|December 22nd, 2011 3:43 PM|
by Ken Gagne
|Filed under History, Mainstream coverage;|
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Earlier this month, Apple's founding contact was auctioned from the estate of Wade Saadi by Sotheby's. Its estimated value was in the range of $100,000 to $150,000 USD.
It went for $1,350,500 — almost ten times more than expected. For comparison, an actual Apple-1 computer went for $213,600, or 15% as much as the contract.
It's hard to see this sale as yet another unfortunate transaction in which Apple co-founder Ron Wayne was involved. He sold this same contract in 1994 ago for $500 (although some reports indicate it was several thousand dollars); if he'd held onto it, he could've sold it for 2,701 times more than what he got for it. Of course, that's nothing compared to the $800 for which he sold his 10% share of Apple stock in 1976. Today, it'd be worth $35 billion, or 43,750,000 times more.
But there may be hope yet. That contract was one of several documents that Wayne has kept in his possession all these years. Brian Heater of Engadget recently rifled through Wayne's archives:
The documents, stashed in a USPS mailer kept by the door of his office, were a veritable treasure trove of information, including pages of pages of plans and pencils drawings of an Apple I enclosure Jobs asked Wayne to build — his creation was ultimately rejected by Apple and lost to history as the company gained steam.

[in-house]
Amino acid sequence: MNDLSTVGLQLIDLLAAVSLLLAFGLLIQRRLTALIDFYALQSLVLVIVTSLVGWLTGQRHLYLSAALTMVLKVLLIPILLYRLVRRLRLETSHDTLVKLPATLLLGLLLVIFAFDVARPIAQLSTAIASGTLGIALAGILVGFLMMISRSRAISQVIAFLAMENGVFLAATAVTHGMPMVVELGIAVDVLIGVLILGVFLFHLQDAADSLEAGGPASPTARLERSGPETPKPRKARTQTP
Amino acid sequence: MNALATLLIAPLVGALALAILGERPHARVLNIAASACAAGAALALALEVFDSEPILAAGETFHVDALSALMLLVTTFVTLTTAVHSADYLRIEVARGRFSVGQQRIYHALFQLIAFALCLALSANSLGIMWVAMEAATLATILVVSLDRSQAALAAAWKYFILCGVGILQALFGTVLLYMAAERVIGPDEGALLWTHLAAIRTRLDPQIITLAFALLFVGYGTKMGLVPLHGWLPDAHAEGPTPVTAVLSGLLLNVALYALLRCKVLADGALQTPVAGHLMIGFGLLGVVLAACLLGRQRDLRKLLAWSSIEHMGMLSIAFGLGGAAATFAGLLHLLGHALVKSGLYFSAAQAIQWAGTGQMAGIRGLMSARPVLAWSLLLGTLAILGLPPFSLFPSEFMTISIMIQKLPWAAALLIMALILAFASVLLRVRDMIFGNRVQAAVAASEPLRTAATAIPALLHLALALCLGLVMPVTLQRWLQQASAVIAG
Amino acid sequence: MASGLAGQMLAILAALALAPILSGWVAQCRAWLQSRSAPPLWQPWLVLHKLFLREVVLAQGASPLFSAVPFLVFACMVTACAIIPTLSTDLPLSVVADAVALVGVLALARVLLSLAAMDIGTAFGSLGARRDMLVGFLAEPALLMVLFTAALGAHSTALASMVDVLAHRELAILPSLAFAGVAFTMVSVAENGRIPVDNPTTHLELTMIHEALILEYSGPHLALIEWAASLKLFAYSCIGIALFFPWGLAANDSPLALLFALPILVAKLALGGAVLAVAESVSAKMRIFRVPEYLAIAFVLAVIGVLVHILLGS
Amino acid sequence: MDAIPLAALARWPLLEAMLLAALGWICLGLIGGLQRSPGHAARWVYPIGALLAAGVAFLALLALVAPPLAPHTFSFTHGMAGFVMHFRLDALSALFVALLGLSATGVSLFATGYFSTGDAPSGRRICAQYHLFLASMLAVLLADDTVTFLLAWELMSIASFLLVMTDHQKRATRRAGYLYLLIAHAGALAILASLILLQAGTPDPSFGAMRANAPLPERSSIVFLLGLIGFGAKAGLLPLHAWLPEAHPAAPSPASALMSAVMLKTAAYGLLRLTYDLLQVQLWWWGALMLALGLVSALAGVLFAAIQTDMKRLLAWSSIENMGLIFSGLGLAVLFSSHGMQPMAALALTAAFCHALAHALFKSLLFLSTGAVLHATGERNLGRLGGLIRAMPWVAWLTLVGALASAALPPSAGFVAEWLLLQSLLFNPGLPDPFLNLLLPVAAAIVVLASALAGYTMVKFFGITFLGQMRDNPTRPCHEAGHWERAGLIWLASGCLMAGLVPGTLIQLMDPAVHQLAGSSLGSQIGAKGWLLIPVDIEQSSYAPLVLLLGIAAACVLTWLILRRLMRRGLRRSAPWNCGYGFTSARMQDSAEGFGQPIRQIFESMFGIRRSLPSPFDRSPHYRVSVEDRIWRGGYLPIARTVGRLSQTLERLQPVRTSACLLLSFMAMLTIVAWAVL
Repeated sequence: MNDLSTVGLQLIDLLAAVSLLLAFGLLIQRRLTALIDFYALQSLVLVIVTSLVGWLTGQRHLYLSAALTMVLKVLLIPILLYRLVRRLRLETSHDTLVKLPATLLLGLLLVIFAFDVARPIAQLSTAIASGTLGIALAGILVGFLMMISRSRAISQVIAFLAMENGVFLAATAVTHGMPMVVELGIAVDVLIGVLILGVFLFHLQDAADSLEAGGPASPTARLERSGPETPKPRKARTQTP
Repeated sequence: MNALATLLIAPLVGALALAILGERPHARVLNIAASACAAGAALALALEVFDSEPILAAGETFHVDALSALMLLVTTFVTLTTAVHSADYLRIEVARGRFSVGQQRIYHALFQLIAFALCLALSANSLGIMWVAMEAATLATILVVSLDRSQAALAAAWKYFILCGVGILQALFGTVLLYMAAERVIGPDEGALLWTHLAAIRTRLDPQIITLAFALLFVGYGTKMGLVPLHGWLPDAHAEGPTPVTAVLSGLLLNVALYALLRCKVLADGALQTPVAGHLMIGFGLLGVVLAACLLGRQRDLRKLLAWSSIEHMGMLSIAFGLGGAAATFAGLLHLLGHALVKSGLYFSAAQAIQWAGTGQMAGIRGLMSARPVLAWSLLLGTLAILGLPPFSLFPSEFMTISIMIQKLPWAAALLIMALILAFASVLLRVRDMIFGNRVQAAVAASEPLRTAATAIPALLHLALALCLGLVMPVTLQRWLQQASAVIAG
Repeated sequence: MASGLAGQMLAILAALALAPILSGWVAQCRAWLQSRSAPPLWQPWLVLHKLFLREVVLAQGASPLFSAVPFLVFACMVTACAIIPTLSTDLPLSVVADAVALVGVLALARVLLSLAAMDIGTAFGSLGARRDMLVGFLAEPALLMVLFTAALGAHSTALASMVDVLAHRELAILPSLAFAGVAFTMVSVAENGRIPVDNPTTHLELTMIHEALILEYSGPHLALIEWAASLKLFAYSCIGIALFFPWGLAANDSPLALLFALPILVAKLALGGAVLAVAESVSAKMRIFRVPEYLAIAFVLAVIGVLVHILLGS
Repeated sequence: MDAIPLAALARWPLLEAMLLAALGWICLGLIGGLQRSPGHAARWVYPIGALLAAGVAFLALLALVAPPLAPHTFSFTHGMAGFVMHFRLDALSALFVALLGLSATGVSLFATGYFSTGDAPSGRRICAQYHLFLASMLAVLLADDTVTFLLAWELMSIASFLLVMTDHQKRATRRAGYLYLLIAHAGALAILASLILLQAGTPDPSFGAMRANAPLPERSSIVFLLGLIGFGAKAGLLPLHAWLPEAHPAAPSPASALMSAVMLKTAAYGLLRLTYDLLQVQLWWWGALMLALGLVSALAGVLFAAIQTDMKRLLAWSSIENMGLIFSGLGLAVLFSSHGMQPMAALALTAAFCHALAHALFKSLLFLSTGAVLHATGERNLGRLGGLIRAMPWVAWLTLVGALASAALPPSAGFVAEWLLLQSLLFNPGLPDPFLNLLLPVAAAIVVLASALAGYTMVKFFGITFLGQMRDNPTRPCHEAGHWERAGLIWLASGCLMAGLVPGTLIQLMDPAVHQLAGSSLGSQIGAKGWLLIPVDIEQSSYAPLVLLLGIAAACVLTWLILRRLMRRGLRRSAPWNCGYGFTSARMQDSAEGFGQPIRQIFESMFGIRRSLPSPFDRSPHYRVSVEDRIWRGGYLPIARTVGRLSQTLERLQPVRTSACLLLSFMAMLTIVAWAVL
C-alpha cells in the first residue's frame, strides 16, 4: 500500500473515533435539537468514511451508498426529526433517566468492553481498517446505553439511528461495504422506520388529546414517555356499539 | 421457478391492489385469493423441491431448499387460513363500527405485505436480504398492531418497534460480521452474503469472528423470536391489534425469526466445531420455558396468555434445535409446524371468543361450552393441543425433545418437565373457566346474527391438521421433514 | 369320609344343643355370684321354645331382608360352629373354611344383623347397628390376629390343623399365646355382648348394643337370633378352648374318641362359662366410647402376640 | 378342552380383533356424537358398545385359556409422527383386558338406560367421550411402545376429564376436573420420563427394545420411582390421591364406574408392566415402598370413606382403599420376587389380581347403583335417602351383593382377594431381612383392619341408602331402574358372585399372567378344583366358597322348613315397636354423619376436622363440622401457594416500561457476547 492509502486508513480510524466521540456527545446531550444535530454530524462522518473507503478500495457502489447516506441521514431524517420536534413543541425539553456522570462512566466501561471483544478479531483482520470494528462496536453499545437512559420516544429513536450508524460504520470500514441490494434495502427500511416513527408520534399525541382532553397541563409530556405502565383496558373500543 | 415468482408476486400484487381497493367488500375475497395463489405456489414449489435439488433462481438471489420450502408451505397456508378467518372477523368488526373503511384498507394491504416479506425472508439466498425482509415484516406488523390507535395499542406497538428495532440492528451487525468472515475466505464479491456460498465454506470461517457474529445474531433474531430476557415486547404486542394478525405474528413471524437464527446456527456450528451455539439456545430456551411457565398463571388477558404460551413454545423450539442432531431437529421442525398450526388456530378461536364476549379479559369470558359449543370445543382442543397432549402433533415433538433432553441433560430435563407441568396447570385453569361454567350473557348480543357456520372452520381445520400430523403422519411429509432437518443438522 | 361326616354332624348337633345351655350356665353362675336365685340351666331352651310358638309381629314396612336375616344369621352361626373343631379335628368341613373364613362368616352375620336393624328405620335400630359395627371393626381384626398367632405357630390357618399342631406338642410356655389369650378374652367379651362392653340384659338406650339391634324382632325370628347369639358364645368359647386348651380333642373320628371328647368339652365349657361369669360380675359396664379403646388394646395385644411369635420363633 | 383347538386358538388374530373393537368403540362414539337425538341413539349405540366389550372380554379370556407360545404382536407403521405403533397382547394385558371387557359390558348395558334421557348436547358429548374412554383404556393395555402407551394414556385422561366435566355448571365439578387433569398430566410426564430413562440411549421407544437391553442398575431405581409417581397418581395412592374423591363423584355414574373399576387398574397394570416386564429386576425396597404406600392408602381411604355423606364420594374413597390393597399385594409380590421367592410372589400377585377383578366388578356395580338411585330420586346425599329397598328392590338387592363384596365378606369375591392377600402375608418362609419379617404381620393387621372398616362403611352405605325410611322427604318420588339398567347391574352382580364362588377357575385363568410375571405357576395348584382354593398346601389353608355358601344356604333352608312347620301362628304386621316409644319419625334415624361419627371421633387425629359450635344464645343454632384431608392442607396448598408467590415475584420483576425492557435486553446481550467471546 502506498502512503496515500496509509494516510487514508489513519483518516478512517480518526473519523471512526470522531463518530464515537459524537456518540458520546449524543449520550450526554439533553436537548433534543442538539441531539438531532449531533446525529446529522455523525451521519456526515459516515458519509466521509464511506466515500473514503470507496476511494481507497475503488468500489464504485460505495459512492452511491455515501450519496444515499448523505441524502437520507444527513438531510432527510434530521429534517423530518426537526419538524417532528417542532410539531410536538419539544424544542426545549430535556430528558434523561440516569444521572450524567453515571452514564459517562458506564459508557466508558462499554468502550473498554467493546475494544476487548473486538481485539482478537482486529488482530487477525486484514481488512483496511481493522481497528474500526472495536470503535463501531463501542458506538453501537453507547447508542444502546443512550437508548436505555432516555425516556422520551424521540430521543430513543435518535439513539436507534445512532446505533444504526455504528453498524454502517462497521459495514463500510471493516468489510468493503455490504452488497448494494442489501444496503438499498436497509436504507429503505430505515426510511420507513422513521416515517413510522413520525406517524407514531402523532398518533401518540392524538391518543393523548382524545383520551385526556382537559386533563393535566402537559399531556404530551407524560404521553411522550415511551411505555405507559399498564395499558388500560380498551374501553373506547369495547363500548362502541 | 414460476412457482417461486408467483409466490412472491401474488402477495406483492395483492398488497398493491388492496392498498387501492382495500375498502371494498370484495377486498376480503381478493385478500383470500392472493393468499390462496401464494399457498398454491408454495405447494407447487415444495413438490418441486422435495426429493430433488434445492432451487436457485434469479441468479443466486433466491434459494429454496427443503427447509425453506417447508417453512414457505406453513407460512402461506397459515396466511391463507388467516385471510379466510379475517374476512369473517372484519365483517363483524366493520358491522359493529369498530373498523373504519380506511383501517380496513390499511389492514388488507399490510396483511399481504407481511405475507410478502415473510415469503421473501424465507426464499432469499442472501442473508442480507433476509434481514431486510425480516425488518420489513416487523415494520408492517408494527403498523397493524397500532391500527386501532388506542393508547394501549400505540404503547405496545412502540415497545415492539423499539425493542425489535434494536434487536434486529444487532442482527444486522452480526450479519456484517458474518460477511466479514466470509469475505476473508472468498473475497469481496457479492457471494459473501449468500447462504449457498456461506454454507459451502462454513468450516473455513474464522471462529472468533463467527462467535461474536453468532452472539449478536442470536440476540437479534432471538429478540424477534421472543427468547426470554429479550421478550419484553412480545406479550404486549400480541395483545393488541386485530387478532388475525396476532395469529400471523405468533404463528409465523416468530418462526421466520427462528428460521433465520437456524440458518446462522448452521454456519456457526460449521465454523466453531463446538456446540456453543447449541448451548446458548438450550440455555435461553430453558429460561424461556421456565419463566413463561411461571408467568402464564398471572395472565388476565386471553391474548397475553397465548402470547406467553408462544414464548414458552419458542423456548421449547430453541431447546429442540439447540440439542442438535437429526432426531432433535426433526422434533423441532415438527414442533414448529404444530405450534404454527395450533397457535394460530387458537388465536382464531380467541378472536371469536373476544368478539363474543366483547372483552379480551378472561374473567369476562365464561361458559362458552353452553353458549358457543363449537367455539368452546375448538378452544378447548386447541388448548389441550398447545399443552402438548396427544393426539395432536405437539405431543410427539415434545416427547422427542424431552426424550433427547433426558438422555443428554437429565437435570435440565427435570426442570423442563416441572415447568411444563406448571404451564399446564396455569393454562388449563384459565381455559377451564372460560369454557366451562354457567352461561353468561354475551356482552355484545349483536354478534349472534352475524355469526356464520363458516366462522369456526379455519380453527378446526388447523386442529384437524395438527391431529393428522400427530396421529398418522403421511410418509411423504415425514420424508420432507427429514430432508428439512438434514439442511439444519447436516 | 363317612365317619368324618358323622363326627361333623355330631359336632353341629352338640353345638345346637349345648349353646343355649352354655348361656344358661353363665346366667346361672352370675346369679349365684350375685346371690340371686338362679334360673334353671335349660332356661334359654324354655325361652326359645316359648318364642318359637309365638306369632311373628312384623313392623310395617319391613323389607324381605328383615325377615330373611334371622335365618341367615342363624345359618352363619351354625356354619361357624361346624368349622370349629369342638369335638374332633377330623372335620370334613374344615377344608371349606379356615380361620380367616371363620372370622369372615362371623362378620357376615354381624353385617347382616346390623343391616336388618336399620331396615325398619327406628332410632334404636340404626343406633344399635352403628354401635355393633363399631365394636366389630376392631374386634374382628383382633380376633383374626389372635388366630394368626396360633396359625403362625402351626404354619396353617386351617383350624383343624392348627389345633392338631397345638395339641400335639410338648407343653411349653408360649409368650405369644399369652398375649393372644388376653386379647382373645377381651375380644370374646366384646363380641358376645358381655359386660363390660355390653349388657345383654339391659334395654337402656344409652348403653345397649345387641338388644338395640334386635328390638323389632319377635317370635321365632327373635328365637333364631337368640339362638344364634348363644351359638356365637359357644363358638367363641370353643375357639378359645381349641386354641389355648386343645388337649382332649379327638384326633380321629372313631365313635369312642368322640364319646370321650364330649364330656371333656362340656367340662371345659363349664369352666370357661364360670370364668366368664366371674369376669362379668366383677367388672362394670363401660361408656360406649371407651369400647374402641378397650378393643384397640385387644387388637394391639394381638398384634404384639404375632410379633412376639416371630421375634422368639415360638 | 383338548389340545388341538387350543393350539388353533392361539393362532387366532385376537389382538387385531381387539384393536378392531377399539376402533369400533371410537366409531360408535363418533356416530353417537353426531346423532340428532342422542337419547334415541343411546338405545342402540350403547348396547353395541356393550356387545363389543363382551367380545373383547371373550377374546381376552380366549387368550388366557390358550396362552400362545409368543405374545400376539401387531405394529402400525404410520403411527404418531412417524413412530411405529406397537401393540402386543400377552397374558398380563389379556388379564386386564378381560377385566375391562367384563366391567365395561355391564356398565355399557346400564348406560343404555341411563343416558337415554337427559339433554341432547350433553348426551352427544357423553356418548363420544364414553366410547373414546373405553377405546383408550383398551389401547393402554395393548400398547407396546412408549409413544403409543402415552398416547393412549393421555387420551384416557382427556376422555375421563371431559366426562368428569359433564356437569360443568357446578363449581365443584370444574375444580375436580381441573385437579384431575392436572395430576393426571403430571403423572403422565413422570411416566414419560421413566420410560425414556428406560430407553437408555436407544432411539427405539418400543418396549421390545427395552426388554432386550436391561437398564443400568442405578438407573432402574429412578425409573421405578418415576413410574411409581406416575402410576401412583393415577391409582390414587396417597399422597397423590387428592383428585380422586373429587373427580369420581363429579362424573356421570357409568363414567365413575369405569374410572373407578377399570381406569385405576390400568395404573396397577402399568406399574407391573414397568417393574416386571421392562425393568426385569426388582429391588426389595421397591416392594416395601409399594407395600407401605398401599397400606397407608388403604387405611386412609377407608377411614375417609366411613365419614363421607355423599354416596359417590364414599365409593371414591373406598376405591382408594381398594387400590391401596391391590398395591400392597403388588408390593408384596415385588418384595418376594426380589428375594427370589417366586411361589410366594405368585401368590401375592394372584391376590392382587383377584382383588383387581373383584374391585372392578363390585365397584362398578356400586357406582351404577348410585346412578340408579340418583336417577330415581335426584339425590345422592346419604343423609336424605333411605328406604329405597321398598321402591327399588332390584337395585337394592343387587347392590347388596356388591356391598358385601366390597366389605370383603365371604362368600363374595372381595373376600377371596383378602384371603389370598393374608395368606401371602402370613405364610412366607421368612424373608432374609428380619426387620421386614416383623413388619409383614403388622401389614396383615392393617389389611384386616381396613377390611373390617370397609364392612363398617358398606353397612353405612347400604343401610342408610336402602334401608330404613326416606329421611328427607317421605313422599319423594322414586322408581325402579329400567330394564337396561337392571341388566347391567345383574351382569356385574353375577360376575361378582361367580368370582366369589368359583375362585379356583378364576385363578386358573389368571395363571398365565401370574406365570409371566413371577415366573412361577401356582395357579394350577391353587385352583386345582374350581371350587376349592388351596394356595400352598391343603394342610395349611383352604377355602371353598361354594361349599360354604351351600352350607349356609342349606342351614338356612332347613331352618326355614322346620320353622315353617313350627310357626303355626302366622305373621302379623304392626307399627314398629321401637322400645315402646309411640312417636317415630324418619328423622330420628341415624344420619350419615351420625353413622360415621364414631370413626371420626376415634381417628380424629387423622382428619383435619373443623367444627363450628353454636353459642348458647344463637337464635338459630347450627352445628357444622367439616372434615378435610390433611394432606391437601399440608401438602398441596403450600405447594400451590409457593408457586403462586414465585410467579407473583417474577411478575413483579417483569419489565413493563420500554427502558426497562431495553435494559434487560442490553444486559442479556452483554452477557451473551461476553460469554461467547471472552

Also stored in the envelope were a facsimile of the contract signed by Wayne, Woz and Jobs, which recently sold on auction for more than $1 million — in fact, it was Wayne's original copy that hit the auction block. He had parted ways with it for far, far less some time ago. Wayne's Statement of Withdrawal is in the pile as well — the document effectively ended his term with the company, filed for a $5 fee. Also inside are an Apple I operation manual, with the company's original logo, designed by Wayne himself and an Apple II order form.
Will one of these documents end up on the auction block next? Will Wayne's brushes with fortune ever bear fruit? Or will he forever earn nothing more than a footnote in Apple's history?